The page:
That's the view of the Editors of The Nation magazine.
For the Democrats, New Hampshire marks not an end but a beginning. With actual vote totals available for the first time, it’s clear that this is now a race between two candidates who share a commitment to many policy goals that are anathema to their GOP opponents: the protection of a woman’s right to control her own fertility, increasing access to higher education, ending the epidemic of police violence against African Americans, reining in the corrupting influence of big money in politics, stopping the scourge of gun violence, moving America and the world away from a fossil-fuel economy. At the same time, it is also a debate between two widely divergent views—not just about the best means to achieve those shared goals, but also about the very boundaries of political possibility. Clinton has essentially, and successfully, defined herself as a continuity Democrat, arguing that incremental improvement is all we can hope for. Sanders challenges his supporters to “think big” and believes that in order to bring about change on the scale needed to make a real difference in people’s lives, it will require overturning the prevailing economic and political order—a grassroots electoral “revolution.”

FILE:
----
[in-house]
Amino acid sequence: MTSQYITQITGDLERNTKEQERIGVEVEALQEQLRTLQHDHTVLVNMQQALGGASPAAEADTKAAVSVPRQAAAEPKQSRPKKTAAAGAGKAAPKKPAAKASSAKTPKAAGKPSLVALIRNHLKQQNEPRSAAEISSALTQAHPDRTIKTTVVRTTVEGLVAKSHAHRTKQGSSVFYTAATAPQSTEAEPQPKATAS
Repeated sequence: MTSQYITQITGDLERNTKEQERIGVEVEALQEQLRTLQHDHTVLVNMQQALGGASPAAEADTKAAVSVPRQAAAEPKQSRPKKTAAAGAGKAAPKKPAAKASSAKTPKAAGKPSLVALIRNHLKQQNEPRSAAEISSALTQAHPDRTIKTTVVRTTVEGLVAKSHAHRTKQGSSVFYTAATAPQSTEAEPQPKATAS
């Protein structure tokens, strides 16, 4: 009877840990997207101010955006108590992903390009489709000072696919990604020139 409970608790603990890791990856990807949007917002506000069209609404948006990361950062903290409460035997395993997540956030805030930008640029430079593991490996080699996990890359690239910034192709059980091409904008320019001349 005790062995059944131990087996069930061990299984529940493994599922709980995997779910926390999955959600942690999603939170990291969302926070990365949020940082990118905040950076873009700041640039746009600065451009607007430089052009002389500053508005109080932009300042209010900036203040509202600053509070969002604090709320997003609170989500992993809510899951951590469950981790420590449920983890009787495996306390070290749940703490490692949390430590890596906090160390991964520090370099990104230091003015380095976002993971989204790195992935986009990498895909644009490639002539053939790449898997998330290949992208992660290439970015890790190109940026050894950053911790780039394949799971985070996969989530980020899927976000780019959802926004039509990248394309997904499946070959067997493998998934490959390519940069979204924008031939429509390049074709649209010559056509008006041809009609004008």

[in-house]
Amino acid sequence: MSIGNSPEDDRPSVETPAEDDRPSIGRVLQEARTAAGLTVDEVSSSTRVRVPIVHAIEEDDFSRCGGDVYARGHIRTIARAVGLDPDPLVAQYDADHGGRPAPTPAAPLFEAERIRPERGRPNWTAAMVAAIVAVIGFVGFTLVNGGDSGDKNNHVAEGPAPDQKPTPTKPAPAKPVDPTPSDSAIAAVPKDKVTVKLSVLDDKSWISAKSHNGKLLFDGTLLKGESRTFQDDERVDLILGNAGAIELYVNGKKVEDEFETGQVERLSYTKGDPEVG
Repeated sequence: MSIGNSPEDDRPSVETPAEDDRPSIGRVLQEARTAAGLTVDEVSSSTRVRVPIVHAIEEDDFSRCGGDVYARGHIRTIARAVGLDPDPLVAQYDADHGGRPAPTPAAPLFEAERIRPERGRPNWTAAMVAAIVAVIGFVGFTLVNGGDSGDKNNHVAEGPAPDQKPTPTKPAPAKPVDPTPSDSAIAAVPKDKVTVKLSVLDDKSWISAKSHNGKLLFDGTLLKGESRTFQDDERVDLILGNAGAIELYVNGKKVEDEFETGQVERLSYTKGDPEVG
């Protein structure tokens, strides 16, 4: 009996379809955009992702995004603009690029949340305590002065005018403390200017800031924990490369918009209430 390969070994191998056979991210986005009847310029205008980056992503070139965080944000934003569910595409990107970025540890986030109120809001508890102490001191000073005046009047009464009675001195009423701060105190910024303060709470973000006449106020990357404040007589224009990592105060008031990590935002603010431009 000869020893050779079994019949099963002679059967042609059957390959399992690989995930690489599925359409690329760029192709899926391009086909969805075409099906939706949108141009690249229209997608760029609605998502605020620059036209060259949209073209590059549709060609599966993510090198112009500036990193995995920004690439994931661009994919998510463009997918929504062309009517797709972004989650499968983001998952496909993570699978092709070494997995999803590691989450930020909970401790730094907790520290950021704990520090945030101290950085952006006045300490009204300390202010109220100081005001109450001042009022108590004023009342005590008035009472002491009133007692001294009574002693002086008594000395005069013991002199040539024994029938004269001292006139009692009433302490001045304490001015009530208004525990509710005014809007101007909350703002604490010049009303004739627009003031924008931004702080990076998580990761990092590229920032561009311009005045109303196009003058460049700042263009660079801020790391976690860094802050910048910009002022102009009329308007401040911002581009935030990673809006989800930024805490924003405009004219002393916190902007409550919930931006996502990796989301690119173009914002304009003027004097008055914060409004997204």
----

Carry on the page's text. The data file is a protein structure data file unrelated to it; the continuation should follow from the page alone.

This is not a disagreement that can—or should—be settled hastily. The stakes are too high for that. We hope that the coming months will see not just more debates, but more listening and less dismissing. If Clinton is going to recover, she’ll need to start winning the argument on policy, not electability. Because as her panicked media cheerleaders now surely realize, electability is an argument that can cut both ways.
Scriber agrees: let's focus on issues and policy and let electability take care of itself.